World’s hungry continues to rise

Tanya Marsh

Tanya Marsh

What is the best way to prevent terrorism? Is it to decrease immigration, to have stricter airline regulations, or to go to war?

According to Dr. Per Pinstrup-Andersen, the answer is none of those.

It is to feed the world’s hungry.

Thursday night Dr. Pinstrup-Andersen spoke to a crowd in the Volstorff Ballroom as part of the Harding Distinguished Lecture Series. In his speech, he explained his stance.

“I’m going to argue tonight that widespread hunger, poverty, malnutrition and related hopelessness are underlying causes of terrorism,” he said.

“If we do not deal with those underlying factors, no amount of military action will make the world safe for us or for anybody else. The military itself would not be enough.”

Hunger, poverty, and malnutrition are the most important problems our world faces for three reasons, Pinstrup-Andersen said. The first is that it is “morally and ethically unacceptable that so many people suffer from hunger,

poverty, and malnutrition in a world as rich as ours.” The second reason, he said, is that it’s an economic waste, since poor people do not have the chance to be productive members of society. Finally, he said, “The existence

of these things creates instability at a local level, at a national level, and at an international level.”

Many statistics are available showing the number of people suffering from these problems. Pinstrup-Andersen cited the facts that “one in five people worldwide is extremely poor. One in six people worldwide is hungry. One

in three preschool children is malnourished.”

Because of numbers like these, Pinstrup-Andersen said, “You would think governments would make it their top priority to deal with those, but they don’t.”

Instead, he said, conferences set goals to beat these problems and then forget them.

“We have had 23 international conferences [on these topics] during the last 25 years,” he said. Each of these conferences has set targets for beating hunger, poverty, and malnutrition, but none have been met on time.

Rather than action being taken to solve the problem, he said the issues are worsening.

“In the last ten years, the number of malnourished people has increased rather than decreased, except for China.”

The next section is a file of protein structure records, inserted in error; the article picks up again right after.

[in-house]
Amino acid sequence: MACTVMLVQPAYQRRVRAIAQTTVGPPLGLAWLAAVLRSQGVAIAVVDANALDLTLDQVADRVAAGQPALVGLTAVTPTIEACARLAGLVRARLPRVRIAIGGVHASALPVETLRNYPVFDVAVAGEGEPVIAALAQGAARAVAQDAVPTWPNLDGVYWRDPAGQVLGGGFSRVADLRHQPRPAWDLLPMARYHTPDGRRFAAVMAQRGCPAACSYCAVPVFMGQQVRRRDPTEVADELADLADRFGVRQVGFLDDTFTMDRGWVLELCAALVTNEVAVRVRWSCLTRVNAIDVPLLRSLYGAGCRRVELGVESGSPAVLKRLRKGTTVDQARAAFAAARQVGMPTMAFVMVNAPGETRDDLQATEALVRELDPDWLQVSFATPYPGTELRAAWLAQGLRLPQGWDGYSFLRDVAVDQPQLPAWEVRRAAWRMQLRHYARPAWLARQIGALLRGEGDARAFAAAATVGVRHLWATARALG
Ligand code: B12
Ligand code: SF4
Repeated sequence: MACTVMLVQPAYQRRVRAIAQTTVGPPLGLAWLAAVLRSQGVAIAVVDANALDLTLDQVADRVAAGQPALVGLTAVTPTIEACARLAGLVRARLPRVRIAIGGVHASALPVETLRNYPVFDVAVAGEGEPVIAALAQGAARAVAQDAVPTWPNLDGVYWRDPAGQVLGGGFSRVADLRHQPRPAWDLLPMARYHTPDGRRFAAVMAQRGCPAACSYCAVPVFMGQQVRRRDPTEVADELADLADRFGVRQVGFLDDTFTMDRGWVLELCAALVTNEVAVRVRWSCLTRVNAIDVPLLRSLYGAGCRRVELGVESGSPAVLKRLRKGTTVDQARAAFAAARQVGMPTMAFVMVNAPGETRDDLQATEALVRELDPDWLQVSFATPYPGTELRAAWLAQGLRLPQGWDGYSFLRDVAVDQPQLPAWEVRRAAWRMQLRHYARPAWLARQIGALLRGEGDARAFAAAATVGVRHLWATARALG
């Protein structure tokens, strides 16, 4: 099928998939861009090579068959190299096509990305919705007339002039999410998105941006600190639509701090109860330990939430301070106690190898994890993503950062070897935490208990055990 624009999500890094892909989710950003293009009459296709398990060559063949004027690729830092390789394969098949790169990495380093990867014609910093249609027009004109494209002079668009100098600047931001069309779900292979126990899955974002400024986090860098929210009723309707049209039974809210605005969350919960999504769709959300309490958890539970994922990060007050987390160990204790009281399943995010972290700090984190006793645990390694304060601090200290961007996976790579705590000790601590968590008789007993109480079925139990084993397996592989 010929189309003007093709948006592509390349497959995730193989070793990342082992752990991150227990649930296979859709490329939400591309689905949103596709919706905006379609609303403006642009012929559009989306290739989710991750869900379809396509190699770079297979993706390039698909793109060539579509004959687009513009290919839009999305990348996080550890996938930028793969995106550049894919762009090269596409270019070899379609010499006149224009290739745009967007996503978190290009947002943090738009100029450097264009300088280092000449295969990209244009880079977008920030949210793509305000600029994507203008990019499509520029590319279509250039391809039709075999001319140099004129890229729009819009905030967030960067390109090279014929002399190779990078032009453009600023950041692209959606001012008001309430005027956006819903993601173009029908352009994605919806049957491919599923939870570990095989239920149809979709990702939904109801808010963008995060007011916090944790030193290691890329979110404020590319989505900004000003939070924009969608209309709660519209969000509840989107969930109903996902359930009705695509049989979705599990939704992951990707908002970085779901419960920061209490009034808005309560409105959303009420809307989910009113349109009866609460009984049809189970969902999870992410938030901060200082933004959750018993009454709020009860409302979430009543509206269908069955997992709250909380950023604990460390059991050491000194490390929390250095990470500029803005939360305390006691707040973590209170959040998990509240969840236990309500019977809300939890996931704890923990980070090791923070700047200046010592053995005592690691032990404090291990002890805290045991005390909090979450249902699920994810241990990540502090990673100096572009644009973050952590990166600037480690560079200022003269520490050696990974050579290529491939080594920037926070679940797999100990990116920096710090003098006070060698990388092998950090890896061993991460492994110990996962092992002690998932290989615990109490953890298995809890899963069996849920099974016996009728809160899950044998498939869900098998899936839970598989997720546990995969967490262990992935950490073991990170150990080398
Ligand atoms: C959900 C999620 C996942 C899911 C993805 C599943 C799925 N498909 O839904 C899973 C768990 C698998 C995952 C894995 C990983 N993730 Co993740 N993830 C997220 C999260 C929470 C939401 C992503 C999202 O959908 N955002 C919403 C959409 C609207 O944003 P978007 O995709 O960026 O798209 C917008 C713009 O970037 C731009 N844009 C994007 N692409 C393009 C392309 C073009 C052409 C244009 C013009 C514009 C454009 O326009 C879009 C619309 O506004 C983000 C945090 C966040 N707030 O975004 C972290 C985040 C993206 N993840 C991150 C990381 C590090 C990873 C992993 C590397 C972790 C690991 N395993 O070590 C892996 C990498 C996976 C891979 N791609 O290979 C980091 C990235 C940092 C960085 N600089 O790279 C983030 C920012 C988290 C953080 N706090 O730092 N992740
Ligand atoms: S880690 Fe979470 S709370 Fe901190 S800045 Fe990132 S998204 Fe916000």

The losses are many for countries with impoverished, hungry, malnourished populations. For example: “If [poor people] cannot survive without doing damage to natural resources, that is what they will do. Not because they want to but because they don’t have another option,” Pinstrup-Andersen said.

The extreme rich-poor gap is another problem, he said. He referred to a statistic stating that 1999 to 2000 per capita incomes increased $5,000 in rich countries, increased by $40 in poor countries, and actually decreased by $20 in some African countries.

“Anyone who thinks we can continue those trends and have a stable world needs to think again,” he said.

In addition, poverty is now becoming urbanized.

“In 20 years, the poverty of urban areas will have doubled” he said. “Imagine what additional instability that will cause.”

Another effect of these basic problems is within-country wars. “Armed conflict within countries has killed about 3.6 million people since 1990,” he said, which is less than the number killed in wars between countries in the same time frame.

Pinstrup-Andersen said he believes action taken so far is not getting to the root of the problem.

“Instead of dealing with the underlying cause, we are dealing with the symptoms,” he said.

But Pinstrup-Andersen is not here to whine and complain. He does have a plan for solving the problem.

“There are seven areas where action is needed,” he said.

The first is investment in human resources?by this he means primary education and health care in developing countries. Second, Pinstrup-Andersen said we need to improve access these people have to land, resources, and employment. The third step involves improving market’s infrastructure and institutions, such as roads.

“If you have to carry what you produce on your back for 20 miles you’re not going to produce very much and not going to get out of poverty easily,” he said.

His fourth idea is expanding research and technology within poor nations.

“Science is not part of the problem, it is part of the solution,” Pinstrup-Andersen said. “We need to put science to work for poverty.”

Fifth, national resource management must be improved.

The sixth step is getting “good government?corruption is rampant in developing countries,” he said.

And finally, we need pro-poor national and international trade and macroeconomic policies. “The way to do that,” Pinstrup-Andersen said, “is to refocus the support away from the link to the quantity produced.”

Trading with poverty-stricken countries is key, he said. “If we want developing countries to get out of poverty, the best way is to trade

with them. For every additional dollar a farmer earns, the economy grows by two and a half dollars. It is a win-win situation to help countries get out of poverty,” Pinstrup-Andersen said.

He made other suggestions — such as having farming technology developed in a public rather than private sector, and using genetically engineered crops.

His closing thoughts were on the responsibility of the United States toward this problem.

“The US provides the lowest amount of assistance [for these problems] in terms of a percentage,” he said. “Our nation gives $36 per American, per year,” he said. If money is to be given to the cause, he said, “It has to be targeted for poverty eradication, eradication of hunger.”

He ended his speech much the way he began it, with a simple statement of the problem.

“Let me conclude by reiterating that military might won’t solve the instability matter,” he said. “I believe that unless we deal with the underlying causes we won’t be able to create a stable world for ourselves and we will end up as a country of walls?physical, virtual, or electronic.”